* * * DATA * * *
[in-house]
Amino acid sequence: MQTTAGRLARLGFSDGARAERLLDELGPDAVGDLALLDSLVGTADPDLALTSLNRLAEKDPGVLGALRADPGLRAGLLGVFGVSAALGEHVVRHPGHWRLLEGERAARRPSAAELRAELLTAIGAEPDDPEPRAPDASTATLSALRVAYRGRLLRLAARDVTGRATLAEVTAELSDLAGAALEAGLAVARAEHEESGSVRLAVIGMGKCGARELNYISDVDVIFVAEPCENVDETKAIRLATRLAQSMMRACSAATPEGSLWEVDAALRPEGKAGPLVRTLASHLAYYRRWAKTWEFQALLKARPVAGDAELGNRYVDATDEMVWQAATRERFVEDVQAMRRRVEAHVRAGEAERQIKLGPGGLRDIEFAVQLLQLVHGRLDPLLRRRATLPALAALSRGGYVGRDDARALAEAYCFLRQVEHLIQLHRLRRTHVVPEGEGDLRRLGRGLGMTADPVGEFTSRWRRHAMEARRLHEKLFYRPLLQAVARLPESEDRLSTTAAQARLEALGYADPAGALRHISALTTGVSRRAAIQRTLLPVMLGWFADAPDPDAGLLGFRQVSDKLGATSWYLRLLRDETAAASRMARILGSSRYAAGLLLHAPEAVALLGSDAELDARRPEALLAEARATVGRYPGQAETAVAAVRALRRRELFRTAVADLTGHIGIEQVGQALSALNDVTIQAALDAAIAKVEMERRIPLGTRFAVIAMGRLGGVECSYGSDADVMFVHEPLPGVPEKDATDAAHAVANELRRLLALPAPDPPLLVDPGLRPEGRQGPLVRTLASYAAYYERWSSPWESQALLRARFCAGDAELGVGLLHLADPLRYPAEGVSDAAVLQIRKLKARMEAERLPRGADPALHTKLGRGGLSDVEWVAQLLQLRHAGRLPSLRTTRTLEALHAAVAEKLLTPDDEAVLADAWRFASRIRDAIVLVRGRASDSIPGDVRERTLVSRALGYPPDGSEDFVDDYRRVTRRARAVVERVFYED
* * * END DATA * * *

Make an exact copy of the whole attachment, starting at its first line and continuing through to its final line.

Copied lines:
[in-house]
Amino acid sequence: MQTTAGRLARLGFSDGARAERLLDELGPDAVGDLALLDSLVGTADPDLALTSLNRLAEKDPGVLGALRADPGLRAGLLGVFGVSAALGEHVVRHPGHWRLLEGERAARRPSAAELRAELLTAIGAEPDDPEPRAPDASTATLSALRVAYRGRLLRLAARDVTGRATLAEVTAELSDLAGAALEAGLAVARAEHEESGSVRLAVIGMGKCGARELNYISDVDVIFVAEPCENVDETKAIRLATRLAQSMMRACSAATPEGSLWEVDAALRPEGKAGPLVRTLASHLAYYRRWAKTWEFQALLKARPVAGDAELGNRYVDATDEMVWQAATRERFVEDVQAMRRRVEAHVRAGEAERQIKLGPGGLRDIEFAVQLLQLVHGRLDPLLRRRATLPALAALSRGGYVGRDDARALAEAYCFLRQVEHLIQLHRLRRTHVVPEGEGDLRRLGRGLGMTADPVGEFTSRWRRHAMEARRLHEKLFYRPLLQAVARLPESEDRLSTTAAQARLEALGYADPAGALRHISALTTGVSRRAAIQRTLLPVMLGWFADAPDPDAGLLGFRQVSDKLGATSWYLRLLRDETAAASRMARILGSSRYAAGLLLHAPEAVALLGSDAELDARRPEALLAEARATVGRYPGQAETAVAAVRALRRRELFRTAVADLTGHIGIEQVGQALSALNDVTIQAALDAAIAKVEMERRIPLGTRFAVIAMGRLGGVECSYGSDADVMFVHEPLPGVPEKDATDAAHAVANELRRLLALPAPDPPLLVDPGLRPEGRQGPLVRTLASYAAYYERWSSPWESQALLRARFCAGDAELGVGLLHLADPLRYPAEGVSDAAVLQIRKLKARMEAERLPRGADPALHTKLGRGGLSDVEWVAQLLQLRHAGRLPSLRTTRTLEALHAAVAEKLLTPDDEAVLADAWRFASRIRDAIVLVRGRASDSIPGDVRERTLVSRALGYPPDGSEDFVDDYRRVTRRARAVVERVFYED